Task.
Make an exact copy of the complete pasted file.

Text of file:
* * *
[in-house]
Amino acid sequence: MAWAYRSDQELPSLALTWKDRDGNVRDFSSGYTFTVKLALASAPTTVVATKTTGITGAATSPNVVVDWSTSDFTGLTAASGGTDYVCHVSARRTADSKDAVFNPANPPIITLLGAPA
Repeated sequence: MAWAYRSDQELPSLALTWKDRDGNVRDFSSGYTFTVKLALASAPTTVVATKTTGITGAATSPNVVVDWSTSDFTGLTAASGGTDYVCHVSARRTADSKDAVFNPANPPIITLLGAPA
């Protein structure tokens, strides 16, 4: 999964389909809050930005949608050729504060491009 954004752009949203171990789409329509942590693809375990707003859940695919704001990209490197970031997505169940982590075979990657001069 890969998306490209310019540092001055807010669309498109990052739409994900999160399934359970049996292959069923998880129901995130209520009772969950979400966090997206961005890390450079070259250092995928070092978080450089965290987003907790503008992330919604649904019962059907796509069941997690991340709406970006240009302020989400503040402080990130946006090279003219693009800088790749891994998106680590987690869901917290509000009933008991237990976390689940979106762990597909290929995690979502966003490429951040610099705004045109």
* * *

[in-house]
Amino acid sequence: MAWAYRSDQELPSLALTWKDRDGNVRDFSSGYTFTVKLALASAPTTVVATKTTGITGAATSPNVVVDWSTSDFTGLTAASGGTDYVCHVSARRTADSKDAVFNPANPPIITLLGAPA
Repeated sequence: MAWAYRSDQELPSLALTWKDRDGNVRDFSSGYTFTVKLALASAPTTVVATKTTGITGAATSPNVVVDWSTSDFTGLTAASGGTDYVCHVSARRTADSKDAVFNPANPPIITLLGAPA
């Protein structure tokens, strides 16, 4: 999964389909809050930005949608050729504060491009 954004752009949203171990789409329509942590693809375990707003859940695919704001990209490197970031997505169940982590075979990657001069 890969998306490209310019540092001055807010669309498109990052739409994900999160399934359970049996292959069923998880129901995130209520009772969950979400966090997206961005890390450079070259250092995928070092978080450089965290987003907790503008992330919604649904019962059907796509069941997690991340709406970006240009302020989400503040402080990130946006090279003219693009800088790749891994998106680590987690869901917290509000009933008991237990976390689940979106762990597909290929995690979502966003490429951040610099705004045109």